I retired from the appliance industry after 20 years. One thing that really bugged me was our design teams constantly repeating mistakes made years before. There existed a requirement stating that before an individual could move into a new position, he or she had to serve in the current position for at least 18 months. This may sound like a long time but in the design world, you are still considered a "new-be" after 5 years. With the exception of a fairly small team of designers, there was constant turnover. I know this contributed to the dumb mistakes made on a fairly continuous basis.
The redesign by the Chinese manufacturers is pretty common. It's pretty common here in the US. I just went through the same BS on my project. To test out this company I sent them solidworks models for two fairly simple plastic plates to make. I should have had the parts back within 24 hours. What I got back first was an email with a pdf drawing of the part and saying they would have it done by tomorrow. What they did was decide the holes threads and recess should be changed regardless of the fact they had zero idea what each were there for. So this drawing showed missing fluid passages, mount holes, holes that were re-sized or moved. I politely sent him my remarks basically telling him to "unfix" it. It's over a week later now and no sign of these. My experience with Chinese manufacturers is you can count on your product being exactly what you want right up to the point you drop off the drawings. Then they go work with cost reduction and resulting quality erosion. This is an on going thing and even if the first units are perfect within a year the quality will worse.
In aerospace we saw this all the damn time which is why we had to have QA almost 100%. In frustration we started putting MIL-TDP-41 as the mandatory manufacturing spec to follow. If someone asked us what that was at least we knew they were looking at the plans. That stood for "Make It Like The Damn Plans For Once". We stopped that when some of our shop drawings made it up to much higher federal types who reside at some cape in Florida. They actually thought it was great and had a good laugh. However our boss had shall we say a royal cow/meltdown and in no uncertain terms said not to do it again. And we never did (sort of, maybe ;-])
Back in the old days when microwaves used RF gaskets to contain the RF, Radio Shack sold microwave leakage meters. I still have one. I tested my microwave with it a while back. Only at one corner of the door would the needle even move a tiny bit off of the zero pin.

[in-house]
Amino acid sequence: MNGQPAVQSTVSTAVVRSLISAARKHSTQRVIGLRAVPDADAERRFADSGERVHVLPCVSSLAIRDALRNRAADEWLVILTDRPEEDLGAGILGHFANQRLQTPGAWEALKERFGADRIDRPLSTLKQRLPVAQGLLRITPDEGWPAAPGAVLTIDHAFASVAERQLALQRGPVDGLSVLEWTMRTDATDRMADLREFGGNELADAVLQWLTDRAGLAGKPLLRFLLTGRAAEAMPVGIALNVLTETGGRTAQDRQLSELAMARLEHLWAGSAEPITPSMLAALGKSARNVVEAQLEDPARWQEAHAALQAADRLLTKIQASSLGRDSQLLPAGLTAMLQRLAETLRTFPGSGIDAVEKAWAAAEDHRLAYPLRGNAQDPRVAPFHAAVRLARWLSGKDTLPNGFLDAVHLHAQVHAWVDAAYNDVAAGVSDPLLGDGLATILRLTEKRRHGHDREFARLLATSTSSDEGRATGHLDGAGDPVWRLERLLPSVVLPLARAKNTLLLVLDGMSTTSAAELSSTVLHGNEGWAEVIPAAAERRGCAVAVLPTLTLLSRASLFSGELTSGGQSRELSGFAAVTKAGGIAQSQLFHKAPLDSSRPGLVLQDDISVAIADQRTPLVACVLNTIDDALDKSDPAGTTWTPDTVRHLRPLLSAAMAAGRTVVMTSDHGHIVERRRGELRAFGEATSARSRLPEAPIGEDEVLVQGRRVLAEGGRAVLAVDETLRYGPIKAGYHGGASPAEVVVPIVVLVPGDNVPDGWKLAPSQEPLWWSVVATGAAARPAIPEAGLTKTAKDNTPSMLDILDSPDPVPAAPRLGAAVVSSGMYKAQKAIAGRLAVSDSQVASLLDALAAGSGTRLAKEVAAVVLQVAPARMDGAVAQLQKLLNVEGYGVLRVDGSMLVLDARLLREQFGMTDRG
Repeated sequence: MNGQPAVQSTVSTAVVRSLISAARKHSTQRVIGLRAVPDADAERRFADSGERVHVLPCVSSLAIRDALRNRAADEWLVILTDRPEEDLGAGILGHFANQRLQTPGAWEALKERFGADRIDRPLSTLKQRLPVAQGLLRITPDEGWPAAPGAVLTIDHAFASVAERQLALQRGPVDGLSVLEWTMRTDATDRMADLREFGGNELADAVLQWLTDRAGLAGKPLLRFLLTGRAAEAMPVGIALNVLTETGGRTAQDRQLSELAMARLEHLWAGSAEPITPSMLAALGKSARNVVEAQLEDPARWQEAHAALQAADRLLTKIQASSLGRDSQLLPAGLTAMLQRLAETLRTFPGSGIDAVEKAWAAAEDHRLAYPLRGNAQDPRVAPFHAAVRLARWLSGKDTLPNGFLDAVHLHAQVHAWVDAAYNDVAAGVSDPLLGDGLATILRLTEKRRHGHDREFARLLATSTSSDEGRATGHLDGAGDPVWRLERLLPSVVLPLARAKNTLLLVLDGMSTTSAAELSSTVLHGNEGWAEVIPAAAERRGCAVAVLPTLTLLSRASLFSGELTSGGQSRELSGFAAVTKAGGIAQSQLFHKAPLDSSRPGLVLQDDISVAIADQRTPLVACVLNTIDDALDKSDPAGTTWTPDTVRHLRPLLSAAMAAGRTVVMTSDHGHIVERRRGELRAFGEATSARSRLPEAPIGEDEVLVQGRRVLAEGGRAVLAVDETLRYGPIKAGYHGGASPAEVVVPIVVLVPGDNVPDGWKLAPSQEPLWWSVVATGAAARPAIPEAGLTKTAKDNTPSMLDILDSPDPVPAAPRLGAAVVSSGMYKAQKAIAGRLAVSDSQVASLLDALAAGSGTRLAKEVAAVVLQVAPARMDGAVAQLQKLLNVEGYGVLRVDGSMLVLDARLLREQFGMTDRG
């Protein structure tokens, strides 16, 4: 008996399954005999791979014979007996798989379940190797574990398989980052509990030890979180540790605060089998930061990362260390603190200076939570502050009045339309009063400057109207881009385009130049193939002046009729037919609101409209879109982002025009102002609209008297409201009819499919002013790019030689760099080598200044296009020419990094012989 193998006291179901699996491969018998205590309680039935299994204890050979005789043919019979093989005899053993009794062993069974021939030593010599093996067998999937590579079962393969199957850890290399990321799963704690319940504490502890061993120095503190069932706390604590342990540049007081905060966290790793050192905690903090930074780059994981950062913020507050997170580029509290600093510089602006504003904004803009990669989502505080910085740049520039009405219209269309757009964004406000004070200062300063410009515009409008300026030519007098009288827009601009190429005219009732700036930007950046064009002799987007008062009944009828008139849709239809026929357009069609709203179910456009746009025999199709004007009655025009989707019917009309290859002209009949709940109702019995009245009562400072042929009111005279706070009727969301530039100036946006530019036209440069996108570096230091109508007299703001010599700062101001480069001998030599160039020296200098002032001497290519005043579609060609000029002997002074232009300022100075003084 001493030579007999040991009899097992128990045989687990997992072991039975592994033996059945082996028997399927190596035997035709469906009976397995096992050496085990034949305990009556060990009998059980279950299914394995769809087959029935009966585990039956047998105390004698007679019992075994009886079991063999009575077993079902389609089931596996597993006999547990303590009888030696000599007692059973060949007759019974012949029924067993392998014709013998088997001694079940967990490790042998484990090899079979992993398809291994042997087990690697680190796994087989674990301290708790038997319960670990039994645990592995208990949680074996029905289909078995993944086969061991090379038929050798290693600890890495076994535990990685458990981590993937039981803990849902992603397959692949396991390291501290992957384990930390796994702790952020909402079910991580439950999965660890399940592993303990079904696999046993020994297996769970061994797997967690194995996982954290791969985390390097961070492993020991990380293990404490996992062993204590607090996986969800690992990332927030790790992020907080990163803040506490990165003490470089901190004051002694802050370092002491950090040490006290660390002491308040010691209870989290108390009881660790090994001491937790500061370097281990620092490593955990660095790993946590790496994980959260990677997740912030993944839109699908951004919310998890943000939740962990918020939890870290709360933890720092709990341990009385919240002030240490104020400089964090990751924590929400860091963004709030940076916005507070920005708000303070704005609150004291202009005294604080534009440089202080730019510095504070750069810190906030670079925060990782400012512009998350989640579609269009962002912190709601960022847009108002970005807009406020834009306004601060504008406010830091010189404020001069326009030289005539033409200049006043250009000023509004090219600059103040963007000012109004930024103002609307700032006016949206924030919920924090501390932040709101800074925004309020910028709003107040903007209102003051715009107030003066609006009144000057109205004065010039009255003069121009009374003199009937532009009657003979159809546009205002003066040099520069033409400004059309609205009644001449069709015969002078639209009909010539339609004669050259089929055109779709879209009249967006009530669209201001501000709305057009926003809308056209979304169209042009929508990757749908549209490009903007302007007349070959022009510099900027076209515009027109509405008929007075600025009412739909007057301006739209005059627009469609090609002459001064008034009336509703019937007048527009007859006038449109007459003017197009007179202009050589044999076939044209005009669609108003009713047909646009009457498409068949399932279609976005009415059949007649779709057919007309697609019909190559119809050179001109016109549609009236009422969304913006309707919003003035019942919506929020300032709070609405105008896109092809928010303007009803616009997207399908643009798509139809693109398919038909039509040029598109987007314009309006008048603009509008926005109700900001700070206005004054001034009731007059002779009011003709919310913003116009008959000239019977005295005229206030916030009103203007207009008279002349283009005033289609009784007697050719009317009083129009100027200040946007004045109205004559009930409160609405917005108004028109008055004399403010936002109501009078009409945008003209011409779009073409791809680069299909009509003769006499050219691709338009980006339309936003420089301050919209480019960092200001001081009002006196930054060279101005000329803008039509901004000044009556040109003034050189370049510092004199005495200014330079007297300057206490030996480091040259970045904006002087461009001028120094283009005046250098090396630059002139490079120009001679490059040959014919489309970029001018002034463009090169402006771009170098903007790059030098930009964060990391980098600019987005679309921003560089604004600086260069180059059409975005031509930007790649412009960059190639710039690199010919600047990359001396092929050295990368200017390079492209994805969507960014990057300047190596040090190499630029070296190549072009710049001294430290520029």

Since the mid 70's (I think) microwaves have used a clever RF choke in the door to contain the energy. Unless the door is damaged, it will not leak. However, you can't completely contain all of the energy and modern RF electronics is extremely sensitive. IMO, it's impossible to stop the interference and I believe that the leakage from the microwave is well below the unsafe level.
Yes. The cordless phone whacks out big time when it is close to the working microwave. Even if I'm about 15 ft away, it breaks up and the display goes out. If I recall correctly, the microwave runs at 2.45GHz. According to my owner's manual, the cordless phone ranges in frequency from 2401.056 - 2481.408 MHz.
There is really nothing I can do about it. I'm not going to trash my cordless phone. I just don't use it while the microwave is on. My Wi-Fi enabled Squeezebox internet radio and my RF link between my laptop and my audio system also break up when the microwave is on. All microwaves run at the same frequency, so there is nothing I can do about it. All of these devices have an FCC message printed on them or in the user manual that they must tolerate interference from other devices, and suggests that I relocate it to minimize the interference.
The Inverter was a replacement for a Little Litton microwave that I bought in 82 (yes, 31 years ago). It started haveing door interlock problems and was getting to be a real pain. I payed $120 ('82 dollars). The Inverter cost $80 a couple years ago. The irony is that after I put the Litton aside, I must have bounced the junk out of the interlock switch and, naturally, it started working again. It now gets used to warm up the coffee or as a second cooking timer. 31 years, how long with the Inverter last?
@OLD_CURMUDGEON, We also ask if the company logo on the device is counterfeit. I would like to ask Andy Morris to see if a cordless phone works while he stands next to the micorwave oven. They both work on the same 2.4 GHz frequency. If the phone has problems, get away from that oven and trash it.
TJ, that is a terrific idea. Occasionally a manufacturer will find the posting and begin a conversation with commenters. Sometimes, the person posting the Monkey blog will alert the manufacturer that discussions are proceeding. Sometimes the manufacturer jumps into the discussion, sometimes not.
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For industrial control applications, or even a simple assembly line, that machine can go almost 24/7 without a break. But what happens when the task is a little more complex? That’s where the “smart” machine would come in. The smart machine is one that has some simple (or complex in some cases) processing capability to be able to adapt to changing conditions. Such machines are suited for a host of applications, including automotive, aerospace, defense, medical, computers and electronics, telecommunications, consumer goods, and so on. This discussion will examine what’s possible with smart machines, and what tradeoffs need to be made to implement such a solution.